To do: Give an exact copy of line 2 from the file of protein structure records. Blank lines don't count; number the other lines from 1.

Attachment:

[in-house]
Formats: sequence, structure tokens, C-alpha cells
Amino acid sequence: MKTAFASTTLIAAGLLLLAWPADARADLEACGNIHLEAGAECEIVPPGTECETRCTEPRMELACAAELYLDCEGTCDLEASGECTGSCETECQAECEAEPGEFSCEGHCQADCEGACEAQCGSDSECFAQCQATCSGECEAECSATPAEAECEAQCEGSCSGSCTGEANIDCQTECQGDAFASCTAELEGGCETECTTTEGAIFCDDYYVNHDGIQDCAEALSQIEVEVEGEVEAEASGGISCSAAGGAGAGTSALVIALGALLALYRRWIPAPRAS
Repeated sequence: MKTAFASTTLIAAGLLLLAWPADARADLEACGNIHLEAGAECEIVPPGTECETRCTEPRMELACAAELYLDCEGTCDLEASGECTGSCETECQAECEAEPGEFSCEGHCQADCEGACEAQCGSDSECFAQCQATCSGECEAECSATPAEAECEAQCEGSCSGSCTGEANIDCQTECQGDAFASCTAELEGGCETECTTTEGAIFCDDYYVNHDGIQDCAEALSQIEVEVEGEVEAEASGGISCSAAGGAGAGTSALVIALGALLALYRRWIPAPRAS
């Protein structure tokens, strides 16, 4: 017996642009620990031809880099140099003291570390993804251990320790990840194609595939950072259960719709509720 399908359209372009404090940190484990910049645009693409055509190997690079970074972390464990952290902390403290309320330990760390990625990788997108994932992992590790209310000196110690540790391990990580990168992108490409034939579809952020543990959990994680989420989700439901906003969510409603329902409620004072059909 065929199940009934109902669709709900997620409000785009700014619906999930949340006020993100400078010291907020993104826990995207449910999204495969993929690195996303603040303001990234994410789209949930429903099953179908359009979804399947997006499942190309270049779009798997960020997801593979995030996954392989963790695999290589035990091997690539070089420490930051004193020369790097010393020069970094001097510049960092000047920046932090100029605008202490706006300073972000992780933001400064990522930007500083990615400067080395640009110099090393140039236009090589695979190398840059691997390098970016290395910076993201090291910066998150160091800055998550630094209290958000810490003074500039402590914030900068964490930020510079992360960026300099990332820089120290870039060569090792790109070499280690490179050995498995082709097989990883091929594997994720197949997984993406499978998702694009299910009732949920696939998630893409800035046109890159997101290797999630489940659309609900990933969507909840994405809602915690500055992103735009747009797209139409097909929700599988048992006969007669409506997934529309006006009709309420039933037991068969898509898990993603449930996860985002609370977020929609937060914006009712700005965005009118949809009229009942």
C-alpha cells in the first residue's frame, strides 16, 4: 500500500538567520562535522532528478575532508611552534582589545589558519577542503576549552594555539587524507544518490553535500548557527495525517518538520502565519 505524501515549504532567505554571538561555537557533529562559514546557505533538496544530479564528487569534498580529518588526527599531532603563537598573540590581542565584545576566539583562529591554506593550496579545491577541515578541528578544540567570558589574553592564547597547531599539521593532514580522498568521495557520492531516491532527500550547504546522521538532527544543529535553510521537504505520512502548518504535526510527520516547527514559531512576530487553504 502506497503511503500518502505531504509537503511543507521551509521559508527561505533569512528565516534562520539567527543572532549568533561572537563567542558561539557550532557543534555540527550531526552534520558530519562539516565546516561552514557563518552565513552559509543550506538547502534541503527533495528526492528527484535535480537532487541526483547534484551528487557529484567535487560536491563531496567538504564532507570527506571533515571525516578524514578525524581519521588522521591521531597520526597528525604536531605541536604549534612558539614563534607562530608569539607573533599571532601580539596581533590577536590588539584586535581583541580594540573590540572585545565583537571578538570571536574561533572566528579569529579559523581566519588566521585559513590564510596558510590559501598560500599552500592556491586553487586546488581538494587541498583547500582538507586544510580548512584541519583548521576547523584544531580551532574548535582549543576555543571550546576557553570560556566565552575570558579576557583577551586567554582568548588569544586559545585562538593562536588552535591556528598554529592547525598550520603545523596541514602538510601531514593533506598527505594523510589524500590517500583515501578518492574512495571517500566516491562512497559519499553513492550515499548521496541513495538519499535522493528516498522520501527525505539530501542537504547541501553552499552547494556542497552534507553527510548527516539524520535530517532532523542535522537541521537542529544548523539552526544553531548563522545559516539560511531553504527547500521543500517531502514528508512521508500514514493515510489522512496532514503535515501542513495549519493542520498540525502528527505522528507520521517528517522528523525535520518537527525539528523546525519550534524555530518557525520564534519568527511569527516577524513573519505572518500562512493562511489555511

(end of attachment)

Formats: sequence, structure tokens, C-alpha cells